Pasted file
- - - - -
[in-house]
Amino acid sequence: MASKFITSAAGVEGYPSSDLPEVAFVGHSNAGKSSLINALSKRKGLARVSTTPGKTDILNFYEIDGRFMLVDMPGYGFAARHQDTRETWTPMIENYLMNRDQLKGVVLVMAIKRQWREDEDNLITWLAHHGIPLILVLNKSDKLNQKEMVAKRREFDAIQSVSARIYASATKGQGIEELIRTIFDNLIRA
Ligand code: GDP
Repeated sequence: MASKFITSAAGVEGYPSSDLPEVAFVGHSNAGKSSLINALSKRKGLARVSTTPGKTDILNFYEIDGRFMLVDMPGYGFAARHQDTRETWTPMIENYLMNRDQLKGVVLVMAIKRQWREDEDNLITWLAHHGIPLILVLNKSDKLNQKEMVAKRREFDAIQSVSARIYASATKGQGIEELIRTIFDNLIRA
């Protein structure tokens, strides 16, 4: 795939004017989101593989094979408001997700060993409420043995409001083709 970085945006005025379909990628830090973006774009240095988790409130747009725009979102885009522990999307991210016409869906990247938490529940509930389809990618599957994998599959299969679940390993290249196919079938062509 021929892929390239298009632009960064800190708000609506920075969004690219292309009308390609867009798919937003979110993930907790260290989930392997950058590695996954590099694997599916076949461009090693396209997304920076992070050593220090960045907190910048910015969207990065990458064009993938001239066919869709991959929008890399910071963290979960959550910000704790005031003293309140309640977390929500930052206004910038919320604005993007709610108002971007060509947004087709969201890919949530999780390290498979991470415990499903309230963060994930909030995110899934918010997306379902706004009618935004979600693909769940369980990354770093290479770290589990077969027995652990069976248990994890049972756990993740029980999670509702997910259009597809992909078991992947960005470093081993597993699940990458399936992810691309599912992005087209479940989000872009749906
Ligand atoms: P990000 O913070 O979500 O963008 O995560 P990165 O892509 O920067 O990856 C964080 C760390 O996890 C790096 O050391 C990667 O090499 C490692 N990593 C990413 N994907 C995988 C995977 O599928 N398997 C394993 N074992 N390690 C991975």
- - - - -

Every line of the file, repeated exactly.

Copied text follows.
[in-house]
Amino acid sequence: MASKFITSAAGVEGYPSSDLPEVAFVGHSNAGKSSLINALSKRKGLARVSTTPGKTDILNFYEIDGRFMLVDMPGYGFAARHQDTRETWTPMIENYLMNRDQLKGVVLVMAIKRQWREDEDNLITWLAHHGIPLILVLNKSDKLNQKEMVAKRREFDAIQSVSARIYASATKGQGIEELIRTIFDNLIRA
Ligand code: GDP
Repeated sequence: MASKFITSAAGVEGYPSSDLPEVAFVGHSNAGKSSLINALSKRKGLARVSTTPGKTDILNFYEIDGRFMLVDMPGYGFAARHQDTRETWTPMIENYLMNRDQLKGVVLVMAIKRQWREDEDNLITWLAHHGIPLILVLNKSDKLNQKEMVAKRREFDAIQSVSARIYASATKGQGIEELIRTIFDNLIRA
């Protein structure tokens, strides 16, 4: 795939004017989101593989094979408001997700060993409420043995409001083709 970085945006005025379909990628830090973006774009240095988790409130747009725009979102885009522990999307991210016409869906990247938490529940509930389809990618599957994998599959299969679940390993290249196919079938062509 021929892929390239298009632009960064800190708000609506920075969004690219292309009308390609867009798919937003979110993930907790260290989930392997950058590695996954590099694997599916076949461009090693396209997304920076992070050593220090960045907190910048910015969207990065990458064009993938001239066919869709991959929008890399910071963290979960959550910000704790005031003293309140309640977390929500930052206004910038919320604005993007709610108002971007060509947004087709969201890919949530999780390290498979991470415990499903309230963060994930909030995110899934918010997306379902706004009618935004979600693909769940369980990354770093290479770290589990077969027995652990069976248990994890049972756990993740029980999670509702997910259009597809992909078991992947960005470093081993597993699940990458399936992810691309599912992005087209479940989000872009749906
Ligand atoms: P990000 O913070 O979500 O963008 O995560 P990165 O892509 O920067 O990856 C964080 C760390 O996890 C790096 O050391 C990667 O090499 C490692 N990593 C990413 N994907 C995988 C995977 O599928 N398997 C394993 N074992 N390690 C991975």